Along with its complicated doctrine of mental and emotional analysis, Mahayana Buddhism teaches the insignificance of doctrine itself. Only detachment and compassion matter, and all theology (in a Zen Buddhist image) is like a finger pointing at the moon, not the moon (true Enlightenment) itself. Thomas à Kempis, among the most revered of Catholic saints, emphasized a kind of spiritual solidarity: not judgment of others, but a fellowship constituted by shared weakness and need of support. Sufi poets identified with Islam, but also proclaimed their love of spiritual seekers of whatever creed or constancy: “Whoever you may be, come, “ said Rumi, “Even though you may be an unbeliever, a pagan, or fire-worshippers, come, our brotherhood is not one of despair, Even though you may have broken Your vows of repentance a hundred times, come.”
For these and countless other traditional religious voices–who may not have dominated tradition but can easily be found within it–the point of religious life was never verbal acceptance of a particular claim about God, scrupulous performance of ritual, or spending a lot of time judging other people. It was always the manifestation of—surprise—spiritual virtues. To love your neighbor (Christianity); to develop a compassion that makes no distinction between one’s own happiness or suffering and that of others (Buddhism); to be, as Kierkegaard put it, so consumed with living your own life of faith that you don’t have time left over to worry about other people’s failings.
If modern spirituality is particularly detached from conventional creeds, particularly willing to utilize a wide variety of traditional and non-traditional (e.g. psychotherapy, physically oriented hatha yoga) resources, it is nevertheless faces the same struggles as serious people of any denomination. It will always be extremely difficult to discipline the mind, renounce addictive pleasures, care for strangers, accept disappointment, and be grateful when times are rough. Whether we are motivated to do so because God commands us to, or because we just think it is the only way to a really good life, living this way will never come easy. And therefore the struggle to do so is something that “spiritual but not religious” types and the most orthodox of the faithful have in common.
On the political front it seems clear to me that progressive political movements have often foundered on a lack of spiritual virtue. Violence towards the enemy, advancing one’s own group at the expense of others, seeking personal power and even wealth within “the movement,” and a blindness to one’s own oppressive habits can found in the history of communism and socialism, liberalism and feminism, struggles for the rights of marginalized groups, environmental sanity, and national liberation.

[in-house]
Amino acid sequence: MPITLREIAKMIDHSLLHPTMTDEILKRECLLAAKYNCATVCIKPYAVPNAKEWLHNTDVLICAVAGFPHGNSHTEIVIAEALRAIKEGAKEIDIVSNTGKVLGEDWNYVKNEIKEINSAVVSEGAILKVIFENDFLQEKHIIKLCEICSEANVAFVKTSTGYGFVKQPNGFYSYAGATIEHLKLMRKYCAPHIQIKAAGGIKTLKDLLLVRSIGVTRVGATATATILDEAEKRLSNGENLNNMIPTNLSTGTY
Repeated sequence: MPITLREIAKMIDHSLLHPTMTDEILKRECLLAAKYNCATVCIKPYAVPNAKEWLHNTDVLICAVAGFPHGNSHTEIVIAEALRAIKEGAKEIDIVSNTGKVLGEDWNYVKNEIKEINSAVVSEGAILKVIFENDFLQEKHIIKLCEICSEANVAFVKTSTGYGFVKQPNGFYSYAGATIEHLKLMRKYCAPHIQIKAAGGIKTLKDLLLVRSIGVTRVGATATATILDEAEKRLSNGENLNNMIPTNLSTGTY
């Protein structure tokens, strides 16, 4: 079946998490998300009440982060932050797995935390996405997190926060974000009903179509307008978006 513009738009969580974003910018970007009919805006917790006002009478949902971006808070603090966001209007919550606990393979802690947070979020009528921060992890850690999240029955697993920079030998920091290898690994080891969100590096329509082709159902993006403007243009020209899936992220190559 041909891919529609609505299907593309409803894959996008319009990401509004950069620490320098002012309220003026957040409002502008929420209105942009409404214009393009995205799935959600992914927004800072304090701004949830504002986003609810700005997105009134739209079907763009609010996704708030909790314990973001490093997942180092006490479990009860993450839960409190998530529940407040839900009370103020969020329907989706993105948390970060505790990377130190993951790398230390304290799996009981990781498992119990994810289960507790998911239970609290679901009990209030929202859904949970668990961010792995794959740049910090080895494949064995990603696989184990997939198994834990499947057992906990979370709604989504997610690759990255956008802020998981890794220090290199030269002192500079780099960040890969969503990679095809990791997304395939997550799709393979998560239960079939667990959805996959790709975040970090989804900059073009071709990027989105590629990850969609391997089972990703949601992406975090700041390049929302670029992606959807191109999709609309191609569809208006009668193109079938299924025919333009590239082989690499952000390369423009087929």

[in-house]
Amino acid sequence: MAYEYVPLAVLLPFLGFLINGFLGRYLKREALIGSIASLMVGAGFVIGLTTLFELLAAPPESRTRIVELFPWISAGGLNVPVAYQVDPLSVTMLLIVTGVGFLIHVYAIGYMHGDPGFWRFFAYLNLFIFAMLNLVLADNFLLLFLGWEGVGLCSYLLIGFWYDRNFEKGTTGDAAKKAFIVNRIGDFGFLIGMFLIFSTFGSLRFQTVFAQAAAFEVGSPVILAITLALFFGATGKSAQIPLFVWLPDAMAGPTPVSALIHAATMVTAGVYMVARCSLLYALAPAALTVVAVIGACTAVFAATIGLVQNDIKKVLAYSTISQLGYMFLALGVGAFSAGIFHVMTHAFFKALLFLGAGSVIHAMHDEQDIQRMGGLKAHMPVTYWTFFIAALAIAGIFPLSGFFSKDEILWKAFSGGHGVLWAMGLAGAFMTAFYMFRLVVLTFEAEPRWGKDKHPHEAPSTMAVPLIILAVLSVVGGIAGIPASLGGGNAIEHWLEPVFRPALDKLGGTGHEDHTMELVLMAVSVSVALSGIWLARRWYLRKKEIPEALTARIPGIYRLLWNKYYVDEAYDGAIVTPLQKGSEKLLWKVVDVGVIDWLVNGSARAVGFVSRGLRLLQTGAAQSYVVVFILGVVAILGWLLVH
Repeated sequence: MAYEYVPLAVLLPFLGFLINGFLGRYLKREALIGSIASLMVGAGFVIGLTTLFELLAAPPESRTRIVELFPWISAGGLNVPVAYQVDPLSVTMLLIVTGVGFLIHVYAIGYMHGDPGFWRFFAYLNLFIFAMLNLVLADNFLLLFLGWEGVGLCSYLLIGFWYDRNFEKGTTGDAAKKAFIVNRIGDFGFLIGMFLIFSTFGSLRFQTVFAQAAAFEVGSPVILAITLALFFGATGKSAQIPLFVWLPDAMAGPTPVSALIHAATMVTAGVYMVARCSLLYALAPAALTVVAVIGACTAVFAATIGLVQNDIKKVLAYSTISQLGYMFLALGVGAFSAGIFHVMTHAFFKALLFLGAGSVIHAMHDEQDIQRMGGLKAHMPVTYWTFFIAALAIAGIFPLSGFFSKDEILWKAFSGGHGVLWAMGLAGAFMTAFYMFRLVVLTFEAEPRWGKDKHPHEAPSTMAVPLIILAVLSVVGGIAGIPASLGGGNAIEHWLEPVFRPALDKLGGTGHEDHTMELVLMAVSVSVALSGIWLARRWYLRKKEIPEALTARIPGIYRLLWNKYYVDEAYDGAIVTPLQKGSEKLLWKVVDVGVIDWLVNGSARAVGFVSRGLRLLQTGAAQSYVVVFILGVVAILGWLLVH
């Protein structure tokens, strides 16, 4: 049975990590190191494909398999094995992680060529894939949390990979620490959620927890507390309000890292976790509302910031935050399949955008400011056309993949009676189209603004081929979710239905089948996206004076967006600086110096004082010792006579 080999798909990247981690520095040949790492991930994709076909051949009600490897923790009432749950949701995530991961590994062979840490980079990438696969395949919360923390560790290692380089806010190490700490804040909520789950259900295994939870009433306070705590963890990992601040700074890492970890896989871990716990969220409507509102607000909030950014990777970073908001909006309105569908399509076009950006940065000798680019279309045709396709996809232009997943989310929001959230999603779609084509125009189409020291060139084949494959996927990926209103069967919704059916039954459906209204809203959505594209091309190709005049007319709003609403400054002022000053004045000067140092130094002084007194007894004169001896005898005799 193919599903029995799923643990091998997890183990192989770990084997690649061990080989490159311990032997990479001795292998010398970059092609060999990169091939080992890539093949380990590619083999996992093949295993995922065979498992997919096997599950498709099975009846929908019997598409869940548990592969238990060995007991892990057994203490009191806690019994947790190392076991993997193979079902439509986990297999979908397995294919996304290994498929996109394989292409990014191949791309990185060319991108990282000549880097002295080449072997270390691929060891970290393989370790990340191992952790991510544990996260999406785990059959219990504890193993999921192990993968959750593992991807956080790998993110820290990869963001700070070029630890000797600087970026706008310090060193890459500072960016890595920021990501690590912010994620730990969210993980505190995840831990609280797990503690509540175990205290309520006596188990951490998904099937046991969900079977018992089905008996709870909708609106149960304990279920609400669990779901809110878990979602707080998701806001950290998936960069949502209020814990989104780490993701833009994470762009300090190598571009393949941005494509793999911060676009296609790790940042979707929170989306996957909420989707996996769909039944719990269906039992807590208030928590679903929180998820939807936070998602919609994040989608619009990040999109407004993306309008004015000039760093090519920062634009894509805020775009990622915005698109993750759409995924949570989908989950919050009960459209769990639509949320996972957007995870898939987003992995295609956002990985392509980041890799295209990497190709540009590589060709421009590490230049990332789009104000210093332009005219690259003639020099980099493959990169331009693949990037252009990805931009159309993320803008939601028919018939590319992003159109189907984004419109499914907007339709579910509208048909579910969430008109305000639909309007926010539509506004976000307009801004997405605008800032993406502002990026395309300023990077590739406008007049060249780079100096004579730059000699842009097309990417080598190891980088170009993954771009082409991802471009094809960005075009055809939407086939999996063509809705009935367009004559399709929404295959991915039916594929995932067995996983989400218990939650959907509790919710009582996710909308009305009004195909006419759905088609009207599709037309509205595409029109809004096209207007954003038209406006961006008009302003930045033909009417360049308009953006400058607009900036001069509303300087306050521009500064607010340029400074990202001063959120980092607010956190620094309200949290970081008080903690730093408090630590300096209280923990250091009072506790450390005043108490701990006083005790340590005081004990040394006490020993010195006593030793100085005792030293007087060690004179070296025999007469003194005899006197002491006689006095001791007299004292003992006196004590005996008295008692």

That is why spiritually-oriented political leaders stand out as beacons of sanity and models of the best of what social justice movements can offer. Gandhi and King faced entrenched power and violent suppression. They responded with teachings of peace, humility, and unrelenting activism. Far from perfect as either individuals or political leaders, they nevertheless avoided many common pitfalls precisely because they focused on spiritual virtues of compassion and self-awareness as much as on the critically important goals of social change. Comparable virtues can be found in Burma’s democracy movement leader Ang San Suu Kyi, and in lesser well-known but highly valuable groups like Mennonite peacemakers and interfaith environmental groups.
Does this all mean that there are no differences among the readers of Yoga Journal and the Catholic World? Between Move On.org and your local yoga teacher? Not at all. It means, rather, that despite very considerable differences there may be some very important things in common. If compassion for others and willingness to ask oneself hard questions are part of what you are about, then spirituality is something you can respect, for it is part of your life already. And if as a spiritual person you care about the fate of humans and the earth, political activism beckons as a vital spiritual practice.
Image credits: first image: Pavillion of Harmony by Nghoyin (Own work). Public domain via Wikimedia Commons. Second image: Gandhi, 1929 by by Vyankappa Kaushik (1890–1988), Counsic Brothers (gandhiserve.org (PEMG1929505003)). Public domain via Wikimedia Commons.